Dognapping: Keep Your Pup Safe
Earlier this year, the canine-loving world was shocked by the news that pop star Lady Gaga’s dog walker had been shot in Los Angeles, and that Koji and Gustav, two of her beloved French Bulldogs, had been stolen. A third Frenchie, Asia, managed to escape and the dog walker, Ryan Fischer, recovered from serious wounds in the weeks following the incident. The A Star Is Born actor was in Rome when the crime occurred and offered a $500,000 reward for Gustav and Koji’s safe return, “no questions asked.” Angelenos were encouraged to submit tips to a dedicated email address and dog lovers everywhere became newly aware of the threat posed by dognappers.
After a two-day hunt for the thieves, both dogs were returned. The Los Angeles Police Department did not initially believe that the individual who handed the dogs over was related to the assault and dognapping. Several months later, however, they arrested Jennifer McBride along with four suspected accomplices.
Gaga’s ordeal is only the most high-profile recent dognapping. More pets get snatched every year than you might think: an estimated two million dogs alone. Fortunately for our four-legged friends, there are plenty of steps you can take to thwart would-be thieves.
- Get your pets microchipped: When dogs get stolen or wander away of their volition, there’s no better way to ensure they find their way home. These tiny chips — just the size of a grain of rice — help identify your pet as a member of the family. Any veterinarian or animal shelter who comes across a lost or stolen dog can scan for a microchip and find the information necessary to help you reunite. Just don’t forget to register your dog’s chip with the appropriate database and keep your contact information up to date.
- Don’t leave dogs unsupervised: While it’s great to run errands alongside our dogs, it’s best to leave them at home if you know you’ll be stopping by establishments that aren’t pet friendly. Leashing dogs outside of stores, even if you’ll only be a few minutes, presents a perfect opportunity for dognappers to strike. It’s less likely for a thief to jump your fence to snatch your unsuspecting pooch, but it can happen. If possible, keep a close eye on your dogs while they’re out in the yard.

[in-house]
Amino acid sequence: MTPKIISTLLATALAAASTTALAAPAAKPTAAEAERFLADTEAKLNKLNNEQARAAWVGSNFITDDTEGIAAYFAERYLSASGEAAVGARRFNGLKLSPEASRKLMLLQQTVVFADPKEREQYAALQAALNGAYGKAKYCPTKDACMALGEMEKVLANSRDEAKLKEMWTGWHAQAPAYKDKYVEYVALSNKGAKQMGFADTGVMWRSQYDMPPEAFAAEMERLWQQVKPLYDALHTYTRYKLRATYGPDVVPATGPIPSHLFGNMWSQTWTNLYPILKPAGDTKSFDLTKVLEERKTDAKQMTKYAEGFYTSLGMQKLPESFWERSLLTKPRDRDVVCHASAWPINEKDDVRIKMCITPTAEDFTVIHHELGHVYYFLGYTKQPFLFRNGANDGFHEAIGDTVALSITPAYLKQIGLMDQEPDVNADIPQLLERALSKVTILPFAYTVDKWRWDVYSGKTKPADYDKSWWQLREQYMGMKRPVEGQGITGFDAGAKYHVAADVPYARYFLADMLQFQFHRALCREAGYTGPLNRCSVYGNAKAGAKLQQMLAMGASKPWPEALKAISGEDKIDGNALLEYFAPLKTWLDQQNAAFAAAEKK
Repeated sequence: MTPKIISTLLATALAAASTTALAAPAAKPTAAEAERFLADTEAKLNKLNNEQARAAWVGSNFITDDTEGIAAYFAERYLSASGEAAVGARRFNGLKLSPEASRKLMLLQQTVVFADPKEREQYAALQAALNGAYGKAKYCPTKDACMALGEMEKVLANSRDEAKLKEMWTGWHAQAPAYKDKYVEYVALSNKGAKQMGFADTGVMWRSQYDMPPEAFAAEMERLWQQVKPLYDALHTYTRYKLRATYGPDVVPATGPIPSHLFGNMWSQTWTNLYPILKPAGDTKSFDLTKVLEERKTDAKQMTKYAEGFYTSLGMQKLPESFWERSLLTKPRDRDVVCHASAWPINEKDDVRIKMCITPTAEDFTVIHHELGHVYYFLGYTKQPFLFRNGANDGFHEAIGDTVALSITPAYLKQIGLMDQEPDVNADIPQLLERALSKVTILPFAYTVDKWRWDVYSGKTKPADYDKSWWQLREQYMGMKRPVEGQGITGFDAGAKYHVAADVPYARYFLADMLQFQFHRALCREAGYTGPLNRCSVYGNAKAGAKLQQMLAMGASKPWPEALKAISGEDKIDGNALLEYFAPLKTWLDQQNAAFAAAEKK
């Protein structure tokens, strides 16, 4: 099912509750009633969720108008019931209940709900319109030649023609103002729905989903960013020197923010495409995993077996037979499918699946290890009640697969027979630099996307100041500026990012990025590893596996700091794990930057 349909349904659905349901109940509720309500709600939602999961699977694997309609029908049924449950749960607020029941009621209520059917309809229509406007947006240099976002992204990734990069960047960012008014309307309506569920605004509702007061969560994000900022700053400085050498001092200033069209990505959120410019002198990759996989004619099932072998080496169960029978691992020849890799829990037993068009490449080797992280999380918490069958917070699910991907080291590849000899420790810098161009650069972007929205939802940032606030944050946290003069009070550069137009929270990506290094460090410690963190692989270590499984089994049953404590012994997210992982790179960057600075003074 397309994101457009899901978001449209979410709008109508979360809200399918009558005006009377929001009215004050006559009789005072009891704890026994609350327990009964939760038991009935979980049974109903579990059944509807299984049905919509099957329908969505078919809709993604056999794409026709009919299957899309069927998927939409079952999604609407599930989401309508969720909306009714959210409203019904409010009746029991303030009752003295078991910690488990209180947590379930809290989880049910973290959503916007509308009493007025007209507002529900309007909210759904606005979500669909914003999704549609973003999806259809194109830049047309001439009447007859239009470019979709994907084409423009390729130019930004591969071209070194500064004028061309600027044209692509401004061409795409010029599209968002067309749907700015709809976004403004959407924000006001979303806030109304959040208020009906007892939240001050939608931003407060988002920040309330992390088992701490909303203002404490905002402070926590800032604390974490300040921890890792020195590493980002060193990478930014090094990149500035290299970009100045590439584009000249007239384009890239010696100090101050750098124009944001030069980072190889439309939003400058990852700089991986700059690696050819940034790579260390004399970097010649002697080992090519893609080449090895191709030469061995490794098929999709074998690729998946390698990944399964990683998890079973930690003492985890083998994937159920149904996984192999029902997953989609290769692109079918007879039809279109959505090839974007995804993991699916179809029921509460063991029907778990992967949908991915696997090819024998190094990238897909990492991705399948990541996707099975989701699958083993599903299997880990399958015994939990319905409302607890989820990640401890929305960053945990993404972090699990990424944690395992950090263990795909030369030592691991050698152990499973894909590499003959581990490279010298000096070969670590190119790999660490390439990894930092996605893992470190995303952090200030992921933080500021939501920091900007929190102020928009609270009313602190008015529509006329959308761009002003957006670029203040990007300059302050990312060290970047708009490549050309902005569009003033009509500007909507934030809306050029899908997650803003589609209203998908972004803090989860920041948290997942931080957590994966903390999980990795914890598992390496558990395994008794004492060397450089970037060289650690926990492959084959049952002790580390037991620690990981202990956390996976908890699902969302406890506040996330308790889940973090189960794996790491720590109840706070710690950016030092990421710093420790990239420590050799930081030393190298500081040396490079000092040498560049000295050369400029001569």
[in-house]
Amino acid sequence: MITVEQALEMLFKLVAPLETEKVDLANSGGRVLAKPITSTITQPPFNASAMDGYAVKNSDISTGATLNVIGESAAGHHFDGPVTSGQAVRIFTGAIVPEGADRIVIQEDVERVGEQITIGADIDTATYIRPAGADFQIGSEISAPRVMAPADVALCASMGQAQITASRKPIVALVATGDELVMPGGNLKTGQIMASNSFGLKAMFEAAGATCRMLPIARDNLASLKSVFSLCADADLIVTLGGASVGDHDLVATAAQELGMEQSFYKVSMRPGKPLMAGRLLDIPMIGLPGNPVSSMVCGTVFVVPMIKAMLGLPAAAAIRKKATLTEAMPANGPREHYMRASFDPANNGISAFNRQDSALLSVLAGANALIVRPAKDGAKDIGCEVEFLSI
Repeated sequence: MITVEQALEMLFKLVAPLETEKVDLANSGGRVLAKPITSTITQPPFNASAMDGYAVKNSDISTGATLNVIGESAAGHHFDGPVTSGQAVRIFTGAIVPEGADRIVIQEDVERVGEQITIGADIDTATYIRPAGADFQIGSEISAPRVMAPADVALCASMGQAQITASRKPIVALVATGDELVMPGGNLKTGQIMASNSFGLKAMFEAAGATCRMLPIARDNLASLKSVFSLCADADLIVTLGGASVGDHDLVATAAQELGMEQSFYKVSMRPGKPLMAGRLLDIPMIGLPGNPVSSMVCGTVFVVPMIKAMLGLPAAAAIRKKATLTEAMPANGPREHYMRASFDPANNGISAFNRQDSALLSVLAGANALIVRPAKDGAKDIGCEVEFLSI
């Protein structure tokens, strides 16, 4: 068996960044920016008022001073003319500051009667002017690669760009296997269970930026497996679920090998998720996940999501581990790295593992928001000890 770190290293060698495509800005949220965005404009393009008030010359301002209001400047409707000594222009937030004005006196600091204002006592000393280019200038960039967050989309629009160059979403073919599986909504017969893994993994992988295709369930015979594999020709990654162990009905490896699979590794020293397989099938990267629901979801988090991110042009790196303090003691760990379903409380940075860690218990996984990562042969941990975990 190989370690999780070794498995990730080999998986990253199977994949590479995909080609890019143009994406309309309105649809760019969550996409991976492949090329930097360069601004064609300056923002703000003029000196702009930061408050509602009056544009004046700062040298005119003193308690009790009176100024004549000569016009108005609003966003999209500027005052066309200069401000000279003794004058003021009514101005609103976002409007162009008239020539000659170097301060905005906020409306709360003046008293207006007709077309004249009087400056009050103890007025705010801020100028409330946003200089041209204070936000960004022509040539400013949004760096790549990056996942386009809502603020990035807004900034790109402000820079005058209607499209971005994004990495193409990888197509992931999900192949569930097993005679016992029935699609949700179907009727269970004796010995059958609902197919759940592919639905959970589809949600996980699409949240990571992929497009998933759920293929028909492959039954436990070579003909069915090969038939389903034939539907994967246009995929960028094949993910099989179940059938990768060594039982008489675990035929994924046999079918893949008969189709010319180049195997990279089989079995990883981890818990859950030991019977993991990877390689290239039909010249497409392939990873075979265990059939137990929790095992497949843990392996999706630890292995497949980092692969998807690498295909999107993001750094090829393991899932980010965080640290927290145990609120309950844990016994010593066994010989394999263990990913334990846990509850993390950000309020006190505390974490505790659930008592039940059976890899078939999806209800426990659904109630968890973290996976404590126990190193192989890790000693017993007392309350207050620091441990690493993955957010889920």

- Do your research: Some dog lovers welcome home new puppies and kittens only to learn that they’ve unwittingly become an accomplice in a petnapping scam. Make sure to ask for proof of ownership before adopting a dog online. A reverse image search on Google can help you determine whether a heartbroken pet parent is out there looking for your new dog.
Dognapping: Popular Breeds for Thieves
AKC Reunite President and CEO Tom Sharp notes that expensive, small dogs typically make the most enticing targets for dognappers. For thieves who plan to “flip” or resell dogs to unsuspecting buyers, pricy, purebred dogs promise a considerable payout.
Smaller dogs are easy targets for an obvious reason — they’re easier to snatch and transport than larger breeds. In addition to French Bulldogs, the American Kennel Club notes that the following breeds are the most likely to get stolen:
- Siberian Huskies
- Labrador Retrievers
- Shih Tzu
- German Shepherds
- Yorkshire Terriers
What to Do If Your Dog Gets Lost or Stolen
- Call your local shelters: Dial up the animal shelters near your home to see if they’ve recently come across any lost or stolen pets. Even if nobody’s found them yet, a detailed description of your pup (along with your contact information) could make a reunion possible. If you believe you’re a victim of theft, call the police as well.
- Spread the news: Use both the digital and terrestrial means at your disposal to ensure friends and neighbors can lend a helping hand. Post pictures and a description of your lost pet online and distribute flyers just in case.
- Check lost pet listings: Pet lovers have developed a number of online resources for both locating lost dogs and reuniting found dogs with their families. Do some browsing and you just might find your pet.